Nicole Goddard, DO: I treat a lot of both: acute – think concussions or sprains – as well as chronic overuse injuries – think ligament or tendon fraying. To combat the dangers of specialization, we encourage kids to play multiple sports. This helps reduce overuse injuries and promotes full muscle development. Fortunately, Beacon Orthopaedics provides care for local college and high school athletic programs. We have athletic trainers and, in many cases, physicians, on the sidelines to ensure an immediate diagnosis and treatment. Our injury prevention programs are also an important part of our partnerships but are hard to quantify. We want to keep our student athletes safe, and we want them to have fun.
Chris Brennan: With your personal experience with sports, do you feel this has added to your working with patients?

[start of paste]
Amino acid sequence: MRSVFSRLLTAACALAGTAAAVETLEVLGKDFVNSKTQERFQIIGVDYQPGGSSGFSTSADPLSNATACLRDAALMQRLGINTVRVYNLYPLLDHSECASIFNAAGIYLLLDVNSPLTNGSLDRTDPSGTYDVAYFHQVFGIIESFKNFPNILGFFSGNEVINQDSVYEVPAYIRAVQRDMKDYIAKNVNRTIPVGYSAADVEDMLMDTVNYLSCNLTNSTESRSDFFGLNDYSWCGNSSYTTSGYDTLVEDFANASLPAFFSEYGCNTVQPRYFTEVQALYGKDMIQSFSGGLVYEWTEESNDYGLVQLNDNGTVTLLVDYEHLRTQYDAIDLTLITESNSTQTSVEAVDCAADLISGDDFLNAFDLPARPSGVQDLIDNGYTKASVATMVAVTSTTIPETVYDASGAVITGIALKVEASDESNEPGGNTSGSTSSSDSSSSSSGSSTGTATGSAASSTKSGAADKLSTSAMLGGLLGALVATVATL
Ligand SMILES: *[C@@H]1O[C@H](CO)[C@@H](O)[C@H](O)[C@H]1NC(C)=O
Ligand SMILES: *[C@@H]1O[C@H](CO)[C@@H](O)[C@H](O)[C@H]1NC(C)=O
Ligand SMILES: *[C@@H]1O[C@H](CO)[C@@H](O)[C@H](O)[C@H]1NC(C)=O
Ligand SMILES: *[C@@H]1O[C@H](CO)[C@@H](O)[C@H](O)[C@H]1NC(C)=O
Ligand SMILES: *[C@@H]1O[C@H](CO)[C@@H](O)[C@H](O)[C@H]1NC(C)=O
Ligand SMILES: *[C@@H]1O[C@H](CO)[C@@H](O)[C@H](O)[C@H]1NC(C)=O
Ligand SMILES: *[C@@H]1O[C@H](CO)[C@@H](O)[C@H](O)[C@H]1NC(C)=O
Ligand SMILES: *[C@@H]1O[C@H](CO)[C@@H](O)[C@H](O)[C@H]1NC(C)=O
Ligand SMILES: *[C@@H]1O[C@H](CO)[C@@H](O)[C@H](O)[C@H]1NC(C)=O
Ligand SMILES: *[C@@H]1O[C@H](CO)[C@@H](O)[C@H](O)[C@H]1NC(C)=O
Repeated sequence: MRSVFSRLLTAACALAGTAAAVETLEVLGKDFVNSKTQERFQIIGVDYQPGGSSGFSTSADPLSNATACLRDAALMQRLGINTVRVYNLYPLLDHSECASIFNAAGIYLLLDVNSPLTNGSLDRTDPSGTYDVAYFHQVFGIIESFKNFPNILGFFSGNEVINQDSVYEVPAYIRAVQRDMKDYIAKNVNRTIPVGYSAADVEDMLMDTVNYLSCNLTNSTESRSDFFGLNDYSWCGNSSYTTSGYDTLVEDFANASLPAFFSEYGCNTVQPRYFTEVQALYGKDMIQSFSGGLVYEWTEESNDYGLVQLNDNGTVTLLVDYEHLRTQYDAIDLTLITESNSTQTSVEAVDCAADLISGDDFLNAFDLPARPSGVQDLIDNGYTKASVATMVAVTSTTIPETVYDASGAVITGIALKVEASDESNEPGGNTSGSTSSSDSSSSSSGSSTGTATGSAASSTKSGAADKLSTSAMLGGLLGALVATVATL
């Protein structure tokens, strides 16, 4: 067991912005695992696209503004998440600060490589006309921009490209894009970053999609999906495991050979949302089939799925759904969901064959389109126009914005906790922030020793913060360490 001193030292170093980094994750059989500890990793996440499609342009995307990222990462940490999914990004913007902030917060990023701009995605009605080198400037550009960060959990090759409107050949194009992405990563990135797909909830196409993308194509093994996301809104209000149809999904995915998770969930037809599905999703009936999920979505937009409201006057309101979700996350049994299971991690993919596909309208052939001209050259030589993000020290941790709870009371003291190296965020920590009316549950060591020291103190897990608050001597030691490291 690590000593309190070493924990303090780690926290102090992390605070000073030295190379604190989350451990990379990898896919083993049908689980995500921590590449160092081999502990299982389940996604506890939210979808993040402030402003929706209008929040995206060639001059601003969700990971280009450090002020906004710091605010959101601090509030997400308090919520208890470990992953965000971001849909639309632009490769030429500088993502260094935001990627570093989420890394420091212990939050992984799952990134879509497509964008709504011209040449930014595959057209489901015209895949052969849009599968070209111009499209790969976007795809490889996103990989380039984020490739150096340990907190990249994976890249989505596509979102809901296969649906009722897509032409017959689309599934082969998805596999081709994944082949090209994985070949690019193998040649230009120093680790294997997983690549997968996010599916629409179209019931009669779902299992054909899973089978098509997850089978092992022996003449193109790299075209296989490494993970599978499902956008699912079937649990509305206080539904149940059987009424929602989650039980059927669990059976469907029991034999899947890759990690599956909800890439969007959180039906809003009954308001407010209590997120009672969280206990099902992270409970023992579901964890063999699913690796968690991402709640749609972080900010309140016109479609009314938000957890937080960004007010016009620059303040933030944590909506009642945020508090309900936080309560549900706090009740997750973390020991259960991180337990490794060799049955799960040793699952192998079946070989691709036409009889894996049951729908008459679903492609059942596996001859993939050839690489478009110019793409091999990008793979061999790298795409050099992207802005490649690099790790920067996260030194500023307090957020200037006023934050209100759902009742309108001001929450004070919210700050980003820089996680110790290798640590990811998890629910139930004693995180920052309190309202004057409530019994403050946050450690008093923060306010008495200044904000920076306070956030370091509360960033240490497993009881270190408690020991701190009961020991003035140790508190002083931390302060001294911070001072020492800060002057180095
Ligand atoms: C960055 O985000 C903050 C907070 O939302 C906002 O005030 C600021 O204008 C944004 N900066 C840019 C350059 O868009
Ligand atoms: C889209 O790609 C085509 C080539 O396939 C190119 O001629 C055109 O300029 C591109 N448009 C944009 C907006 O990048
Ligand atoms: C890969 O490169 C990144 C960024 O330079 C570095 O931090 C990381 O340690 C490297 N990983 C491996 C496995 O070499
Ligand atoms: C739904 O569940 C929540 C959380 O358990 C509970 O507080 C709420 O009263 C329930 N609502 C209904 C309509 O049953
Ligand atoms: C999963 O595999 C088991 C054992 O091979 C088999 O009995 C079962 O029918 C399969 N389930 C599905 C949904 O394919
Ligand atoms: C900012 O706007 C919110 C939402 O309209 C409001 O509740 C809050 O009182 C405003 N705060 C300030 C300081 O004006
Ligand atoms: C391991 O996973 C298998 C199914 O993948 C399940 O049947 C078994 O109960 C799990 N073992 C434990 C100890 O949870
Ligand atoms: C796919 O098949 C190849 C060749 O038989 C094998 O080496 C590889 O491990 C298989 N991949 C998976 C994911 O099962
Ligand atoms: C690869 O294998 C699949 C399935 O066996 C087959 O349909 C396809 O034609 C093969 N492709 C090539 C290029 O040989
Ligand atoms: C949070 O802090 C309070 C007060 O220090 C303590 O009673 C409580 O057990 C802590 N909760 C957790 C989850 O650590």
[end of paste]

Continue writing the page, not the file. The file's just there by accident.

Nicole Goddard, DO: Definitely I tore my ACL when I was 17 and it was devastating. I was out of sports for the entire summer recovering. My whole social network and my family’s were tied up in sports. I realized that when you’re in a team sports environment, your life is built around your role on the team. An injury often means feeling ostracized from friends and teammates. It was at this point I realized I wanted to help people through this type of injury and recovery period. I teach my patients that in addition to completing physical therapy, part of healing fully is an entire mind-body-spirit focus
Dean Johns: Brian, as an ophthalmologist, what do you see as the biggest challenge within your specialty over the next five years?